Front cover of ‘Caracal’
by Ed Biggs
From the quirkiest corners of the blogosphere to the listening habits of teens and clubbers throughout the nation, it quickly became a cast-iron given that Settle, Guy and Howard Lawrence’s 2013 debut album as Disclosure, was a modern classic. Channelling their wide range of influences, ranging from house and techno to dubstep and garage, through a kaleidoscopic template and offering an alternative for electronic music (crucially free of the boorish unsubtlety of festival-bound EDM) the Lawrences came across as intelligent students and interpreters of British dance music history. A little over two years later, they’re back with one of the most anticipated sophomore albums from a British act in many a year.
However, for anybody expecting more of the same, Caracal might initially come as a bit of a disappointment. Rather than reprising the bedroom-dwelling, street-level sounds of their debut, Disclosure have opted for something a little glitzier and more transatlantic, and on occasion it feels as if they’ve lost a little of what made Settle so memorable. The BPMs are down, house and 2-step is out, and this time it’s all about the groove, rather than the beat. It’s arguably a move aimed at the American market, having secured the adoration of their homeland last time around. However, there are more than enough good ideas converted into memorable tracks in order for it to be at least partially successful.
The biggest different is in their selection of collaborators. On Settle, the Lawrence brothers made it a point of principle to team up other up-and-coming artists, such as Sam Smith, AlunaGeorge and London Grammar in a spirit of lending each other a hand, but with Caracal there seems to be a more calculated and less ‘give and take’ approach. The choices of Lorde for the otherwise clipped, hushed beauty of ‘Magnets’ and The Weeknd for ‘Nocturnal’ feel a bit like they’re showing off their celebrity connections, whereas Sam Smith’s sterile turn on ‘Omen’ is a significantly less impressive effort than the outstanding ‘Latch’, like a botched attempt at a sequel to cash in on a box office success at the movies. With only the merest hint of garage in its lowdown swagger, it’s possibly the biggest disappointment on Caracal.
Happily, there are exceptional moments like Gregory Porter’s ‘Holding On’, with its head-nodding house thump and tricky breaks as Porter delivers a deep, soulful vocal that’s absolutely on point with the intended new direction on the album. The disorientating, skewed beat of the R&B jam ‘Willing & Able’, featuring the talents of the hotly-tipped Kwabs, is classy and yet unexpected from Disclosure. ‘Superego’, featuring Nao, goes for the same sensuality but works less well due its slow speed. Lion Babe’s Jillian Hervey provides a solid vocal foil for the mid-tempo ‘Hourglass’ in what could easily be a radio hit in the States, as does Miguel on the ballad-like structure of ‘Good Intentions’. The two self-composed instrumentals ‘Jaded’ and ‘Echoes’, however, are lightweight.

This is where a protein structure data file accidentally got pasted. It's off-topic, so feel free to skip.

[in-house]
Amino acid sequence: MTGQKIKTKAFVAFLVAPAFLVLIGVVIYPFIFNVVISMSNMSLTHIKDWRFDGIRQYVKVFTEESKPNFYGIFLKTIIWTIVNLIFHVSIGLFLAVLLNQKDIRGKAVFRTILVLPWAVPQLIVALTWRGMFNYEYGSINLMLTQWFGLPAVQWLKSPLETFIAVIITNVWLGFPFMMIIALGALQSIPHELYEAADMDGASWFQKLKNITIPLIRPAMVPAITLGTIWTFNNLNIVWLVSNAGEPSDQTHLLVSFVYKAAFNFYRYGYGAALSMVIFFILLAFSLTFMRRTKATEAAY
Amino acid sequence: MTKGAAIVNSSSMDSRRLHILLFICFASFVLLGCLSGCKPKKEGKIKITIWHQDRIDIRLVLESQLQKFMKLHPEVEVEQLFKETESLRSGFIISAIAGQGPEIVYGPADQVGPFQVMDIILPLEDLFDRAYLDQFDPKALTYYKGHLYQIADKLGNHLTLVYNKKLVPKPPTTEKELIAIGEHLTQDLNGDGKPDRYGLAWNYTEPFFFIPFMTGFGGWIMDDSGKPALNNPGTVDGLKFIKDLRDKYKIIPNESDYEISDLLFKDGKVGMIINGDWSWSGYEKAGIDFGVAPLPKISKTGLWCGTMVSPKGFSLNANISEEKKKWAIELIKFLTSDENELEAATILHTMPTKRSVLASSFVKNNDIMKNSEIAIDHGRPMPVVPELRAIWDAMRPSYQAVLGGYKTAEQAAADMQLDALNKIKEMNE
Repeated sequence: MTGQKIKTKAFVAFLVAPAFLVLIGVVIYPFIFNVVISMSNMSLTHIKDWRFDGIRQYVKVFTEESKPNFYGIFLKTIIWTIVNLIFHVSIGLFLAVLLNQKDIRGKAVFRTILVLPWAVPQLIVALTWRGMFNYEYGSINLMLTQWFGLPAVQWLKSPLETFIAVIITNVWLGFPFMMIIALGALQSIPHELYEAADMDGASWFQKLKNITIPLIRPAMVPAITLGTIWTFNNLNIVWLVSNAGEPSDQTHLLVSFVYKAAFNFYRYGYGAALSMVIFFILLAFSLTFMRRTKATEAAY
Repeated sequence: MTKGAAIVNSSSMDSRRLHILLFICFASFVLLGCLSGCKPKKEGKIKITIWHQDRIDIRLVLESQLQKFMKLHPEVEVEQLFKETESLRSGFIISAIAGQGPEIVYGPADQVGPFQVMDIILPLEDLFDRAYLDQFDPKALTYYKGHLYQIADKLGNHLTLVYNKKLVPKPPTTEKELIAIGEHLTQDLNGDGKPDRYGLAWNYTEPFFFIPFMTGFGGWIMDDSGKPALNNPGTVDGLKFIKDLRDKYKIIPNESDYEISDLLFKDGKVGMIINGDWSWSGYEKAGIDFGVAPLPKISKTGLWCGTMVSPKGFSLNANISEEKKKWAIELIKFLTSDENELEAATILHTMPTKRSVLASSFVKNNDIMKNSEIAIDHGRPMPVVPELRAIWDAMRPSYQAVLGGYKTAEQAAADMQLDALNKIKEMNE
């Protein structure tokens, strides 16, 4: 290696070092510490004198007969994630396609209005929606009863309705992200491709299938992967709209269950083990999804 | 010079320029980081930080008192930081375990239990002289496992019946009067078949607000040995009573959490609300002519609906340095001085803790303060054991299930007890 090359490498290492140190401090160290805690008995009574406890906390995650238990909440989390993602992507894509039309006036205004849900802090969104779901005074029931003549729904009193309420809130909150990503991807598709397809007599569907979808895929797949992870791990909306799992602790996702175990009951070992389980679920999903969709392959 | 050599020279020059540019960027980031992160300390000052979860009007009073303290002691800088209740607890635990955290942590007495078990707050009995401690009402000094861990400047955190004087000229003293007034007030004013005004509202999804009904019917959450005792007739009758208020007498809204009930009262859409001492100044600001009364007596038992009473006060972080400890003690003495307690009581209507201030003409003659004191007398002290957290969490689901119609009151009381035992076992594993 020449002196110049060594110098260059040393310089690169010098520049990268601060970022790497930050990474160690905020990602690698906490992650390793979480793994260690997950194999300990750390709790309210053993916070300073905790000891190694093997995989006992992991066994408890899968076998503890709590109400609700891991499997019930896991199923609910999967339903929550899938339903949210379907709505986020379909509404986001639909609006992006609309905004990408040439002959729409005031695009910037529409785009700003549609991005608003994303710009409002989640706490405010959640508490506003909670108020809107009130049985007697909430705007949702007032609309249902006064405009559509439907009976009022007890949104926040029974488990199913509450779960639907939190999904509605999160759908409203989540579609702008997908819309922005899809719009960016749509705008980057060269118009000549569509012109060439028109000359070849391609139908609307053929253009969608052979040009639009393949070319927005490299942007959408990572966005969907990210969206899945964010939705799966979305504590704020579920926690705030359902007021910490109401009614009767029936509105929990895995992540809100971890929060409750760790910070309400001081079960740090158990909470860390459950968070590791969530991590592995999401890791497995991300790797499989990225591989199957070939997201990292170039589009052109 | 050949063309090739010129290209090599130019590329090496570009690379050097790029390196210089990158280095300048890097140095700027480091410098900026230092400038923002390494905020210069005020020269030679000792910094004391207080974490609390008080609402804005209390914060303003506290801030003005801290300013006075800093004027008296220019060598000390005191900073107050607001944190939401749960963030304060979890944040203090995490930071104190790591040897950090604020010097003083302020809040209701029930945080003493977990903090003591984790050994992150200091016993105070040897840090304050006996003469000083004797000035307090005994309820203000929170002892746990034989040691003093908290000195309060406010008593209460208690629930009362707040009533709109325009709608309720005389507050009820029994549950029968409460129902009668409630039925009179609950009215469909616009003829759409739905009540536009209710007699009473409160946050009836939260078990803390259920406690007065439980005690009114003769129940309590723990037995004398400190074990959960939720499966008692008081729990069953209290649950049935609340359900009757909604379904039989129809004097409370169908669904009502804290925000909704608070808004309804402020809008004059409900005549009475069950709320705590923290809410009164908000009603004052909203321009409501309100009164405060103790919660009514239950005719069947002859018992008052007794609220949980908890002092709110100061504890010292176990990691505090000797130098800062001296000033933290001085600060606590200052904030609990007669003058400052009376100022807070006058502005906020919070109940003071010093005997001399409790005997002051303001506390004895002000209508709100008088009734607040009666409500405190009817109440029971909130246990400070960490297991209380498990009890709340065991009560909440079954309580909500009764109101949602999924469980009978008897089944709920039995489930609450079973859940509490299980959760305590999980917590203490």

This brings us to the matter of the production and execution in some places on Caracal. Whereas their debut was consistently dazzling, this time around there’s a nagging feeling that Disclosure have somehow settled (excuse the pun) for less in places, hoping that the star qualities of their collaborators will carry them over. The underwhelming and overly long opener ‘Nocturnal’ introduces this suspicion immediately –it’s merely steady and sturdy, critically missing the smart, whip-cracking beats and breaks of a track like ‘When A Fire Starts To Burn’. It’s hardly a cardinal sin, but there’s an ordinariness to a few of these new songs that the ruthless, forward-thinking visionaries of two years ago would never have tolerated. Also: ‘Bang That’, the first taster we got of the new material, is completely absent, except for the deluxe iTunes edition – what the hell happened, guys?
Where Disclosure were once ahead of the curve, they’re now very much of their time, now that the rest of the field has caught up with them. While this is at first hard to accept, it isn’t very long before Caracal opens up its well-observed, transatlantic charms to you. It’s a worthy follow-up, but one with a handful of significant qualifications in terms of its overall vision and selection of guest singers. (6/10)
Listen to Caracal here!
Tags: album, Caracal, Disclosure, Ed Biggs, Guy Lawrence, Howard Lawrence, review
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